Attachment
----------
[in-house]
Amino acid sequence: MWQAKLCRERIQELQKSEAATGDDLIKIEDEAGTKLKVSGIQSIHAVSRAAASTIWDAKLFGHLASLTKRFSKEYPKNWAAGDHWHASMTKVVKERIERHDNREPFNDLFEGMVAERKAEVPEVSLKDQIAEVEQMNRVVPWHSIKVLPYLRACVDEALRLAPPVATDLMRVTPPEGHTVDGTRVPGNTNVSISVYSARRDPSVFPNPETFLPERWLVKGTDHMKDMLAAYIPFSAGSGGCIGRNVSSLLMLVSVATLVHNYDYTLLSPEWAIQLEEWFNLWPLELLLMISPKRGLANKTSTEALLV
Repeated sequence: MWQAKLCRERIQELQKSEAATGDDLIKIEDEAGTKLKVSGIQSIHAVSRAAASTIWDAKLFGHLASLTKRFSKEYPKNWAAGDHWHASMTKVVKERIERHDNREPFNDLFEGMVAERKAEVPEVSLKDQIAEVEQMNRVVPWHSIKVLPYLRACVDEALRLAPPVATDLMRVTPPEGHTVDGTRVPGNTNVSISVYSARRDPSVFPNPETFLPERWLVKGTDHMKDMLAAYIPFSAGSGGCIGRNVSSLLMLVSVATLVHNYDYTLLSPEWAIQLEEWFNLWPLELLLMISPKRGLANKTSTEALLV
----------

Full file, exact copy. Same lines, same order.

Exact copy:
[in-house]
Amino acid sequence: MWQAKLCRERIQELQKSEAATGDDLIKIEDEAGTKLKVSGIQSIHAVSRAAASTIWDAKLFGHLASLTKRFSKEYPKNWAAGDHWHASMTKVVKERIERHDNREPFNDLFEGMVAERKAEVPEVSLKDQIAEVEQMNRVVPWHSIKVLPYLRACVDEALRLAPPVATDLMRVTPPEGHTVDGTRVPGNTNVSISVYSARRDPSVFPNPETFLPERWLVKGTDHMKDMLAAYIPFSAGSGGCIGRNVSSLLMLVSVATLVHNYDYTLLSPEWAIQLEEWFNLWPLELLLMISPKRGLANKTSTEALLV
Repeated sequence: MWQAKLCRERIQELQKSEAATGDDLIKIEDEAGTKLKVSGIQSIHAVSRAAASTIWDAKLFGHLASLTKRFSKEYPKNWAAGDHWHASMTKVVKERIERHDNREPFNDLFEGMVAERKAEVPEVSLKDQIAEVEQMNRVVPWHSIKVLPYLRACVDEALRLAPPVATDLMRVTPPEGHTVDGTRVPGNTNVSISVYSARRDPSVFPNPETFLPERWLVKGTDHMKDMLAAYIPFSAGSGGCIGRNVSSLLMLVSVATLVHNYDYTLLSPEWAIQLEEWFNLWPLELLLMISPKRGLANKTSTEALLV